Why Do My Guitar Strings Rust So Quickly?

Why Do My Guitar Strings Rust So Quickly?

Playing the guitar can be a very enjoyable and rewarding hobby, but it can also come with some minor inconveniences. One of these inconvenient occurrences is rusty guitar strings. But why do some guitar strings rust so quickly, while others seem to last an eternity?

Guitar strings are often made of steel, nickel, or bronze and can become corroded when they come into contact with sweat from our fingers. This happens because the metal reacts to the salt in our skin and causes it to rust.

As you play your guitar more, these tiny particles rub off on your hands and fingers which then react with the metal string creating a chemical reaction that leads to corrosion. When this happens, guitar strings will lose their brightness and sound duller than they did before.

Technically speaking, you can still play guitar even if it has rusty strings. But will they sound great? Probably not, unless you’re looking to create a uniquely dull sound that lacks any energy whatsoever to it.

Not only do rusty guitar strings sound like crap, but they’re also much more likely to break or snap. And good luck trying to keep rusty old guitar strings in tune. You’ll have some issues with that as well.

Instead of playing with rusty strings, you’ll be much better off if you just change them to begin with. Not only will they last longer, but they will sound warm, crisp, and full of energy.

How Do I Stop My Guitar Strings From Rusting?

Luckily, there are a few ways to prolong the life of your guitar strings, and they’re not too difficult to do and cost next to nothing.

The easiest way to slow down the rusting process in guitar strings is to simply wipe them down with a towel after each practice session. I recommend sticking to microfiber towels as they don’t leave too many fibers behind, which can get into the little crevices on your strings. 

Another thing you can do is try out different strings, as the guitar strings themselves may actually be the reason they are rusting so fast. I recommend trying coated strings. These are strings that are coated with special chemicals that help prevent rust. 

You can also help control rust by washing your hands before you start playing. The reason for this is so you can clean any dirt from your hands, and it will also help bring down the oil content in your skin.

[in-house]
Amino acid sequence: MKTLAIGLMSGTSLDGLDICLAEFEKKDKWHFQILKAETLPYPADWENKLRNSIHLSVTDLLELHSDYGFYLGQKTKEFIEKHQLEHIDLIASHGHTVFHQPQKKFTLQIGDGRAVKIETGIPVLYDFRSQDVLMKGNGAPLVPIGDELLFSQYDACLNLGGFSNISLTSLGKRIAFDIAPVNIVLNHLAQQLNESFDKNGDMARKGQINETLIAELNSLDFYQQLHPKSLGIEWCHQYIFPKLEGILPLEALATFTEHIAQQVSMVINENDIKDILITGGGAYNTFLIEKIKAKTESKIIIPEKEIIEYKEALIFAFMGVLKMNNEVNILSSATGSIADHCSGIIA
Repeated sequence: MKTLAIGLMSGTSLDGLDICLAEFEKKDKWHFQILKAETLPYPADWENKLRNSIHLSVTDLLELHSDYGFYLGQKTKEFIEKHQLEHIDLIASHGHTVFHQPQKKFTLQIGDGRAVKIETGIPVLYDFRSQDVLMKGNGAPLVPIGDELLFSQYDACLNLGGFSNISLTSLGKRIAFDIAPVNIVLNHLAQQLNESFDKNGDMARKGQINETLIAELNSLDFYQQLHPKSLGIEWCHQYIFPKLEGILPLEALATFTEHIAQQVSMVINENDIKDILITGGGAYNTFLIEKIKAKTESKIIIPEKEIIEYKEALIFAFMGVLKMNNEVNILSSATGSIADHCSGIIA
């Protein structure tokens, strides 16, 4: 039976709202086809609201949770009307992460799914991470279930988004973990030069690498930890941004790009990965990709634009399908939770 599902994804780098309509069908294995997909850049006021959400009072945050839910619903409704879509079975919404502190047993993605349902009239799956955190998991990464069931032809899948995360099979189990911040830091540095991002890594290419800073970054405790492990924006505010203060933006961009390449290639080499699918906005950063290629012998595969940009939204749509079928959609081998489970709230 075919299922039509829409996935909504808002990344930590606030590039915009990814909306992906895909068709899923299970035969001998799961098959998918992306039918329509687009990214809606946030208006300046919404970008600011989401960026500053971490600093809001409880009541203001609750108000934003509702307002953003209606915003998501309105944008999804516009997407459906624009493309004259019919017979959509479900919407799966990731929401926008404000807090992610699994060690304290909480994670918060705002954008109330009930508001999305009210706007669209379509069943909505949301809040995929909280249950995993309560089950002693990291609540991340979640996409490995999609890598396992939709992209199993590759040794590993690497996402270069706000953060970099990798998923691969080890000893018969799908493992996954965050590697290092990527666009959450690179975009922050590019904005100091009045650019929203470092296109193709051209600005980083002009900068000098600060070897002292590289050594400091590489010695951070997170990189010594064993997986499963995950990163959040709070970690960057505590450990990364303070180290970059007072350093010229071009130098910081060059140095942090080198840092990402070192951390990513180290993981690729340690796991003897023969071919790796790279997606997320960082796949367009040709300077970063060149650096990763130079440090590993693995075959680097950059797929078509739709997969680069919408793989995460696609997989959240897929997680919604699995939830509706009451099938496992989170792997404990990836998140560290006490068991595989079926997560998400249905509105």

Should I Boil My Guitar Strings?

If you’ve been playing guitar for any length of time, then you may have heard about people who boil their guitar strings. You might be wondering what this would do to your strings. 

Well, some people might say that boiling your guitar strings will bring them back to life again so you can reuse them. And while it is true that doing so will revamp your strings, it actually only keeps your strings sounding new for a very limited amount of time. 

So, if you’re in a situation where your guitar strings are extremely dirty and you have don’t have any spares on hand, this just may do the trick for you until your new guitar strings arrive in the mail. 

Can You Use Hand Sanitizer To Clean Guitar Strings?

Because most hand sanitizers have alcohol in them, it is generally not recommended to use hand sanitizer to clean your guitar strings. Alcohol has the tendency to dry out whatever it touches, and it could cause your strings to corrode faster.

Furthermore, some of the hand sanitizer might splash onto your fretboard, and because it’s most likely made of wood, the alcohol will dry it out and cause your fretboard to warp.

Now, obviously, if you only clean your strings with hand sanitizer every once in a while or in a pinch when you have nothing else, then you’ll probably be okay. But I would never recommend using hand sanitizer to clean your strings or your guitar over prolonged periods of time.

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I love playing around with various types of guitar gear so I started this website to share my guitar gear knowledge with the world. Enjoy!

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